With more than 200 million monthly active Microsoft SharePoint users in the cloud, SharePoint has become the go-to collaborative site for many organizations. And as such a popular collaborative platform, the capabilities of SharePoint only continue to expand.

Like with any solution, organizations typically begin by using SharePoint at a foundational level. This can include sharing content, collaborating on documents, and using SharePoint as a centralized homepage for things like company events, announcements, and department sites.

The capabilities of SharePoint, however, go far beyond.

If your organization is already using SharePoint, how do you know you’re using it to the fullest extent? How can you determine if you’re using SharePoint in a way that is optimal for your organization? To properly address these questions, you may need to lean on experienced SharePoint experts.

Use this article as your organization’s guide to understanding where you are currently at with SharePoint and how you can take your SharePoint to the next level to support the needs of your entire organization.

Determine Your SharePoint Maturity Level

Level 1: Create cross-departmental functions and processes

For every organization, collaboration is key. Collaboration not just with your team but with other teams within your organization is what drives innovation and the growth of ideas – each team has its expertise and insight to bring to the table. However, many teams struggle to collaborate because they are unable to access and contribute to the same set of work, particularly documents, with each of their assets siloed in separate SharePoint sites.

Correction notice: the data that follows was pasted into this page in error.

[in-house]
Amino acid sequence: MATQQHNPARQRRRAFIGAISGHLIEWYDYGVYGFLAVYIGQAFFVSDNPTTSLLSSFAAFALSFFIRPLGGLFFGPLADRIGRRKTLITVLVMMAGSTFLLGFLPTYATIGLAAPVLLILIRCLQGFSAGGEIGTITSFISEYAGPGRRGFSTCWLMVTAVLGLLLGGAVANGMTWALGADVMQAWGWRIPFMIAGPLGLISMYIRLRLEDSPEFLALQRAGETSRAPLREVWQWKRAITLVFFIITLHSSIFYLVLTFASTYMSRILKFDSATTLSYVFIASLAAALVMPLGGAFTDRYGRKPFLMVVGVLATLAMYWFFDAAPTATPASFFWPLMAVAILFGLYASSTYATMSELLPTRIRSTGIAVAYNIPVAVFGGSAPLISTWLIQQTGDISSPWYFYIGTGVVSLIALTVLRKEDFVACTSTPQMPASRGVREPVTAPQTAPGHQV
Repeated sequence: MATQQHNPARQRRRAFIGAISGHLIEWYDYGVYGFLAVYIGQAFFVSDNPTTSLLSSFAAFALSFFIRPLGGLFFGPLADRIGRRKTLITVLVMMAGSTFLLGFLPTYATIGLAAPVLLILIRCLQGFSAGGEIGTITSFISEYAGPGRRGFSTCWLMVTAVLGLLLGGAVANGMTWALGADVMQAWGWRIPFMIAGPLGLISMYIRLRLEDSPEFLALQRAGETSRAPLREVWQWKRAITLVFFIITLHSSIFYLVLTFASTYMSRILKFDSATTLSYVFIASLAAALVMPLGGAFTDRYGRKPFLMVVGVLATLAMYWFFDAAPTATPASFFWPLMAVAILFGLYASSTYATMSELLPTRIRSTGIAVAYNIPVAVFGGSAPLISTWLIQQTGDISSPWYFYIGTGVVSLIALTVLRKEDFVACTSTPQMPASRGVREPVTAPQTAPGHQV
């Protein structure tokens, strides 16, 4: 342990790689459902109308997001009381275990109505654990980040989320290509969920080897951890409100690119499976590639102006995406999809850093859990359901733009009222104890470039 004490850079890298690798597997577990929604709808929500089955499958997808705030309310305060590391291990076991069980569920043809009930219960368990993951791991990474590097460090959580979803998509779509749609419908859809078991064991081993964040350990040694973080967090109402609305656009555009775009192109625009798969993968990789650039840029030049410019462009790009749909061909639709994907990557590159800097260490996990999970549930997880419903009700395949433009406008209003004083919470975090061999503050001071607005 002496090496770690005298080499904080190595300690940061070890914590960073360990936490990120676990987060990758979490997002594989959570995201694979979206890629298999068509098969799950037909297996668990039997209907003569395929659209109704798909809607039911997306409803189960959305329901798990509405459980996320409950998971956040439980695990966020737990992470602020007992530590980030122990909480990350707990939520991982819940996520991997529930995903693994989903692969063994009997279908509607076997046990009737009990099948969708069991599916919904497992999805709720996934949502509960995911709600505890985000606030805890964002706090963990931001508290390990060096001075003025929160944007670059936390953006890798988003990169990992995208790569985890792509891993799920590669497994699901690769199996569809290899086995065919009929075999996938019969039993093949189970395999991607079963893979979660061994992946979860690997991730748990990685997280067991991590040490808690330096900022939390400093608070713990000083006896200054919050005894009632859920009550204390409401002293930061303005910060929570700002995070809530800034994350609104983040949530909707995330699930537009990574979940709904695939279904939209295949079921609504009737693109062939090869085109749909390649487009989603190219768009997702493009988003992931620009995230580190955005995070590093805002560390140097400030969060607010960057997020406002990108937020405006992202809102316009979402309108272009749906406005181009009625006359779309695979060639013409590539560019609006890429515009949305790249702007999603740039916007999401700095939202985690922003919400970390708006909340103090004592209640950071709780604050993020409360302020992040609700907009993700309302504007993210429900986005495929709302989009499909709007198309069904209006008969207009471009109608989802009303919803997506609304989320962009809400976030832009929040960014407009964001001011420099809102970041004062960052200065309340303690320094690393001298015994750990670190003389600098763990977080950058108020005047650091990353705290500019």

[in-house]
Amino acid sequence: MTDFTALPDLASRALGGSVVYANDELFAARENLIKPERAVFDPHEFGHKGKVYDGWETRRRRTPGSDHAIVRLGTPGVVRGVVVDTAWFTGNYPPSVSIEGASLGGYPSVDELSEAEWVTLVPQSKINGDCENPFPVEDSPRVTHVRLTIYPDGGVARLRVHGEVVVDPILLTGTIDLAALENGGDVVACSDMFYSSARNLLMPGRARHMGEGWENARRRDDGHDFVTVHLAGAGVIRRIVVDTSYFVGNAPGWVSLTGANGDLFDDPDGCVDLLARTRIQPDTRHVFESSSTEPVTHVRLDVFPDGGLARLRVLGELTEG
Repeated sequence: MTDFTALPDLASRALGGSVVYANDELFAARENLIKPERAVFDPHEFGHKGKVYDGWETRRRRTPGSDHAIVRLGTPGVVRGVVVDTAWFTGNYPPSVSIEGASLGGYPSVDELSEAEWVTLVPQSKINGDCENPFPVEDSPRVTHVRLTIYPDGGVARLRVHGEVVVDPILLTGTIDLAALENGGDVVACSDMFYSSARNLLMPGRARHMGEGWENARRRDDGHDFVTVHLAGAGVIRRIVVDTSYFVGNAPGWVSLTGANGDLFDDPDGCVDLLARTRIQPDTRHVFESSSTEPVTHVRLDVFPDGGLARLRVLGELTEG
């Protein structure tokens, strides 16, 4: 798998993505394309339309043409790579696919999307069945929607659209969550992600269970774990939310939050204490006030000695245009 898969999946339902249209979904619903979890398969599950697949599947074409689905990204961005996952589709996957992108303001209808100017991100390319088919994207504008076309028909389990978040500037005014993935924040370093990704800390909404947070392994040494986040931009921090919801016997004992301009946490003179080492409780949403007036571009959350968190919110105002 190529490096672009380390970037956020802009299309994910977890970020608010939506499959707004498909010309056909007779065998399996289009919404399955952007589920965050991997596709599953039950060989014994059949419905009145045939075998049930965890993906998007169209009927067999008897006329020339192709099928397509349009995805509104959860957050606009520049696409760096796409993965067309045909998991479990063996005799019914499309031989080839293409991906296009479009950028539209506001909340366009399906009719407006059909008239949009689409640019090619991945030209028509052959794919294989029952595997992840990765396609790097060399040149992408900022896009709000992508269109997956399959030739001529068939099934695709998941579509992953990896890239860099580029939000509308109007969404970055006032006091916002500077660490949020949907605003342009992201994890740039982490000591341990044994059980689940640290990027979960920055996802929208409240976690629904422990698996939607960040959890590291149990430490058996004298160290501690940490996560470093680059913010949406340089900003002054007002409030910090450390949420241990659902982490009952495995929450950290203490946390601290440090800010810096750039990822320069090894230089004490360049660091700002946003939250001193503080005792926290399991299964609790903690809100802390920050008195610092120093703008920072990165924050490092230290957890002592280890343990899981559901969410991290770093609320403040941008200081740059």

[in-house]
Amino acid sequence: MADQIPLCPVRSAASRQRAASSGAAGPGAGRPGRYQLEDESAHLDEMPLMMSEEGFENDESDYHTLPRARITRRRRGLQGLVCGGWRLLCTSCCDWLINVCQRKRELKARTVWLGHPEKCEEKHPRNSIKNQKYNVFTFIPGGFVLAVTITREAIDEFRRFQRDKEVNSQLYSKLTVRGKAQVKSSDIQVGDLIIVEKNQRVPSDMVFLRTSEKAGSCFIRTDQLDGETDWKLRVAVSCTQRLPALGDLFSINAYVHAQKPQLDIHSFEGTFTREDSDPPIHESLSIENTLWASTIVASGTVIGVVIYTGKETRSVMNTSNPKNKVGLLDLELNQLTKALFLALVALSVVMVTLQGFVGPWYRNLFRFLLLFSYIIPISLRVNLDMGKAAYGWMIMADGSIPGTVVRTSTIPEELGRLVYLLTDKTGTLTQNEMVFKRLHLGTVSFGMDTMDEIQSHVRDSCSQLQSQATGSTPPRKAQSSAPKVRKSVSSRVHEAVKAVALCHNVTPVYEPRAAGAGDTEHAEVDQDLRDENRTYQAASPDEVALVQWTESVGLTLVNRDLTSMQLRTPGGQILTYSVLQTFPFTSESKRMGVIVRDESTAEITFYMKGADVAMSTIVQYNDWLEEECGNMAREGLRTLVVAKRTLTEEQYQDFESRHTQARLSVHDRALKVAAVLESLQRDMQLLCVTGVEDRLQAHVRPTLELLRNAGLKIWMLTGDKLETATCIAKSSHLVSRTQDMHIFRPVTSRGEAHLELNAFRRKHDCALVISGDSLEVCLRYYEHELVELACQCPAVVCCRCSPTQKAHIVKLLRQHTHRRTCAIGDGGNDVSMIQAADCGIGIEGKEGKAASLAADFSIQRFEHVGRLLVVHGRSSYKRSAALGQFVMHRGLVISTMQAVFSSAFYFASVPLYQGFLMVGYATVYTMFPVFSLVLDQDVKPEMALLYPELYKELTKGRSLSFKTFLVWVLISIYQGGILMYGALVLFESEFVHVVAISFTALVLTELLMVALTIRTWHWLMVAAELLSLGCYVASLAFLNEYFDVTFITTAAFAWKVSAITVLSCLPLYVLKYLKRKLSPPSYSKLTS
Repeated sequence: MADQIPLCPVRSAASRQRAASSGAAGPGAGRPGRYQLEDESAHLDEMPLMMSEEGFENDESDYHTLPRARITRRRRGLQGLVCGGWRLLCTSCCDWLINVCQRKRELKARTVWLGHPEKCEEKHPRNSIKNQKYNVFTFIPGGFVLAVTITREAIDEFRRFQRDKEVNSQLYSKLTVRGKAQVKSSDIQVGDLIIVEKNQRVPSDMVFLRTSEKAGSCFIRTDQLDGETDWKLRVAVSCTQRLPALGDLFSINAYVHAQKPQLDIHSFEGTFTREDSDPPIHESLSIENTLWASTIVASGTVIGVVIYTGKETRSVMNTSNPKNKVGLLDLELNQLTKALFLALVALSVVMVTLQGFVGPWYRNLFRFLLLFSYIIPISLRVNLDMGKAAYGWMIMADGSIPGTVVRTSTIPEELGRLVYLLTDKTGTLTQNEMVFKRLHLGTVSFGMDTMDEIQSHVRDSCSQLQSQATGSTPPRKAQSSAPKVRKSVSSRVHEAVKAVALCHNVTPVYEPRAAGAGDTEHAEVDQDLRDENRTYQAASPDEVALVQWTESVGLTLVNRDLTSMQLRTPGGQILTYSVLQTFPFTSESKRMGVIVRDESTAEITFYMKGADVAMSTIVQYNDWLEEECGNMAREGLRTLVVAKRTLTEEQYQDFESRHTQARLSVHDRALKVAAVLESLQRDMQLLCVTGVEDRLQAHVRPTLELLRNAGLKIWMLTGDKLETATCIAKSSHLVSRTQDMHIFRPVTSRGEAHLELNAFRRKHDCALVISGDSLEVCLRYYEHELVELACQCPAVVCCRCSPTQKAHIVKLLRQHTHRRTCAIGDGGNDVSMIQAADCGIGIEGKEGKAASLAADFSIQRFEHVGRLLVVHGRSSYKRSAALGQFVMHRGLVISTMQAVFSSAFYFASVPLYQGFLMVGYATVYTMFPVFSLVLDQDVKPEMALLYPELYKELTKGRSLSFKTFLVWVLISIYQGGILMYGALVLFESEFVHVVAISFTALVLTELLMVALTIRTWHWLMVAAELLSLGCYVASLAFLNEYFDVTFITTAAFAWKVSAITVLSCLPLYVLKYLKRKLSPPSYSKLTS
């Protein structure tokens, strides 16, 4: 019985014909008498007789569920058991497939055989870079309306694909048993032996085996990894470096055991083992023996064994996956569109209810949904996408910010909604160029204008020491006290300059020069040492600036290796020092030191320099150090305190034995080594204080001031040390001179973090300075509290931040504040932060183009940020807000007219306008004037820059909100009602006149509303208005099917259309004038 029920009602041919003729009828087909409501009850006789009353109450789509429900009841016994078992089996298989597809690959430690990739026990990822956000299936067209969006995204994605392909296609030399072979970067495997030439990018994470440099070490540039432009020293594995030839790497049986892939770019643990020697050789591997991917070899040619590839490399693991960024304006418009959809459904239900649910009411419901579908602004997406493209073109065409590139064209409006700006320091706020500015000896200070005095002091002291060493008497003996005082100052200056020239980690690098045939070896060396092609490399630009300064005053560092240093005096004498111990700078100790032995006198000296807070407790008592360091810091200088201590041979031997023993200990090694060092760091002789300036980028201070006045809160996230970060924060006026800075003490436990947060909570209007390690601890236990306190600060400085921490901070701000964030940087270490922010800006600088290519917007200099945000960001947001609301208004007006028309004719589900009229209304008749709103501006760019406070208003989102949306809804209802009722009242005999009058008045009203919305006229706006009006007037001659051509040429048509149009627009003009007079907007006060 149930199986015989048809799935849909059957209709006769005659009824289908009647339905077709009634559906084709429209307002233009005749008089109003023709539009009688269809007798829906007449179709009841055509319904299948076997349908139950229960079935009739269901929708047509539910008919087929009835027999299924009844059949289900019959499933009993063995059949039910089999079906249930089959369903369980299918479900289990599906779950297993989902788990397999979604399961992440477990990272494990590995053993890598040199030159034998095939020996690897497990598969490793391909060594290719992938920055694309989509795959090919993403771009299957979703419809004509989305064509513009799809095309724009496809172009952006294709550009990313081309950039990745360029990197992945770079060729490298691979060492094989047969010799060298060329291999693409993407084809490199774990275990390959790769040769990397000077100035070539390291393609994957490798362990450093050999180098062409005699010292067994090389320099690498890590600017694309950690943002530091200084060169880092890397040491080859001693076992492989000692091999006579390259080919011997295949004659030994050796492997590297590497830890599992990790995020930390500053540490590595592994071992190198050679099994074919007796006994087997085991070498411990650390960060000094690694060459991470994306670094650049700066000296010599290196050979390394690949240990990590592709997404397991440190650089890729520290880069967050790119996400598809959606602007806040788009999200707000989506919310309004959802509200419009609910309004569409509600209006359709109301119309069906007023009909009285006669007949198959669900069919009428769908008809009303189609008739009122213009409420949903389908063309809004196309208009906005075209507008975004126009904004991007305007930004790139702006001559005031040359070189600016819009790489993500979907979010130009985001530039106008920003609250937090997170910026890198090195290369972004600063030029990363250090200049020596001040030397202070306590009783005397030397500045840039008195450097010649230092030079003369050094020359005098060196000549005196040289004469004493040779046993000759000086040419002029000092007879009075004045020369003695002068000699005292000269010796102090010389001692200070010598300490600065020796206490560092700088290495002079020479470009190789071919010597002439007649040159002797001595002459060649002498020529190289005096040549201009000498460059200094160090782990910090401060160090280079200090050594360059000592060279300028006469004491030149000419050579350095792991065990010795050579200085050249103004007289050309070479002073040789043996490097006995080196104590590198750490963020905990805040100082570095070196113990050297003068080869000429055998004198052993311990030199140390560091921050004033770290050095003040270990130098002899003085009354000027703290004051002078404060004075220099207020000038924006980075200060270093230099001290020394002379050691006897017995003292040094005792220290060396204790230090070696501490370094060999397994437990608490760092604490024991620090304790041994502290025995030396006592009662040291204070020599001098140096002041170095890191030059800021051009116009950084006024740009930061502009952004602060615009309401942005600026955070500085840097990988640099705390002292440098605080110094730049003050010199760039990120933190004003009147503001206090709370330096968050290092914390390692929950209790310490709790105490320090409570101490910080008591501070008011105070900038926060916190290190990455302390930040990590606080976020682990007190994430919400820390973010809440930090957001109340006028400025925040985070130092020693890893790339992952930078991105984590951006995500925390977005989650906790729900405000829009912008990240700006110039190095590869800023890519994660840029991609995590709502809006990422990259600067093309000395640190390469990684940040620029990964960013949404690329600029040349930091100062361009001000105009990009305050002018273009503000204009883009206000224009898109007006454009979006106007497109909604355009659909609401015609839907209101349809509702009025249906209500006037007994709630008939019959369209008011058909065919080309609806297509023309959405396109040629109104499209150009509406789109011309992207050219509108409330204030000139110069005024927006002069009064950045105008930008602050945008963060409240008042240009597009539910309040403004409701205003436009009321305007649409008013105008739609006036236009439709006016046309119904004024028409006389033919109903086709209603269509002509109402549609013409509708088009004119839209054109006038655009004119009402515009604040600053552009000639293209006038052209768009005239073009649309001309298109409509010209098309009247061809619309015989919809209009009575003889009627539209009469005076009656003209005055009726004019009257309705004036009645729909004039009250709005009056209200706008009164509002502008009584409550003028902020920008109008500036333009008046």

By enabling cross-departmental sites, individual teams have a designated space to collaborate, communicate, and share content within a centralized location. For instance, if the Sales and Product teams want to collaborate on a recent product launch and its messaging, a cross-departmental site will serve as the perfect space for these two separate teams to contribute to the same set of documents in an efficient and organized manner.

As an example of this, Affirma worked with a large Washington-based bank to transition from SharePoint 2010 on-prem to SharePoint online, which included optimizing the SharePoint user experience for cross-functional collaboration as well as departmental navigation.

Level 2: Establish process automation

Once you’ve created designated sites for teams to work together, you can take efficiency one step further by automating the processes both for individual teams and between teams. To do this, begin by identifying the most critical, impactful processes that you want to optimize and the design solutions that can help support optimizing these processes. Then, determine the Microsoft technology best suited to automate these processes. Microsoft Power Apps, Power Automate, Flow, and SharePoint — or a combination of some or all of these — are some of the main tools you can leverage to seamlessly automate your processes.